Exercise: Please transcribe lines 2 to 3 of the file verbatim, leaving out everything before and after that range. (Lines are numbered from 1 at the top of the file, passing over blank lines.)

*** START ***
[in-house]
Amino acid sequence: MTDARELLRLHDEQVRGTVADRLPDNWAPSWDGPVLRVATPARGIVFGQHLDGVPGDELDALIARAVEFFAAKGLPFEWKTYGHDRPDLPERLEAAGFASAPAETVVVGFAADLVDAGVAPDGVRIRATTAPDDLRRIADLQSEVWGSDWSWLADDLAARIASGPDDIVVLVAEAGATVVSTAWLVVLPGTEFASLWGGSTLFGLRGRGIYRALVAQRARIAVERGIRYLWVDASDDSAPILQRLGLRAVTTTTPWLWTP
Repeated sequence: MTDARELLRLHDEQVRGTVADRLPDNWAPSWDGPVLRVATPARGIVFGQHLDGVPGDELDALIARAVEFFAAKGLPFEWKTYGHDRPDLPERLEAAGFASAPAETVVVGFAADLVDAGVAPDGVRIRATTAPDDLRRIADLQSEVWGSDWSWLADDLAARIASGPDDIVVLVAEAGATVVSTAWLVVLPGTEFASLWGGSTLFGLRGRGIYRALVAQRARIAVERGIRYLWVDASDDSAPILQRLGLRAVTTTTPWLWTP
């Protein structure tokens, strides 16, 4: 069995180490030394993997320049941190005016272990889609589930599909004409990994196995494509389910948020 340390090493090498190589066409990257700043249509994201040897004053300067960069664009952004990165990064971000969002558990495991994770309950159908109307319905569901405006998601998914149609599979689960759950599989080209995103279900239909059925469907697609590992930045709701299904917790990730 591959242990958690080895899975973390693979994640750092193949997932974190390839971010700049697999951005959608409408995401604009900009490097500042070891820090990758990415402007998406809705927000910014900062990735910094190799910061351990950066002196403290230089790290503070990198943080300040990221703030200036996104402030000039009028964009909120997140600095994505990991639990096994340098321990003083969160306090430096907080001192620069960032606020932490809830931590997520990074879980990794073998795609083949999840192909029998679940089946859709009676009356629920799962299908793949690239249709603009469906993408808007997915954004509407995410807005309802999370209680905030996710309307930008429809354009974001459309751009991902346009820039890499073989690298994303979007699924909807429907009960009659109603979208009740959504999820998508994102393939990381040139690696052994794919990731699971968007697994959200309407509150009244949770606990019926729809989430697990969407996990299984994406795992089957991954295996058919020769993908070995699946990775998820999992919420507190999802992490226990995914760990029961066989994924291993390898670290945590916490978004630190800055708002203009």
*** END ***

Amino acid sequence: MTDARELLRLHDEQVRGTVADRLPDNWAPSWDGPVLRVATPARGIVFGQHLDGVPGDELDALIARAVEFFAAKGLPFEWKTYGHDRPDLPERLEAAGFASAPAETVVVGFAADLVDAGVAPDGVRIRATTAPDDLRRIADLQSEVWGSDWSWLADDLAARIASGPDDIVVLVAEAGATVVSTAWLVVLPGTEFASLWGGSTLFGLRGRGIYRALVAQRARIAVERGIRYLWVDASDDSAPILQRLGLRAVTTTTPWLWTP
Repeated sequence: MTDARELLRLHDEQVRGTVADRLPDNWAPSWDGPVLRVATPARGIVFGQHLDGVPGDELDALIARAVEFFAAKGLPFEWKTYGHDRPDLPERLEAAGFASAPAETVVVGFAADLVDAGVAPDGVRIRATTAPDDLRRIADLQSEVWGSDWSWLADDLAARIASGPDDIVVLVAEAGATVVSTAWLVVLPGTEFASLWGGSTLFGLRGRGIYRALVAQRARIAVERGIRYLWVDASDDSAPILQRLGLRAVTTTTPWLWTP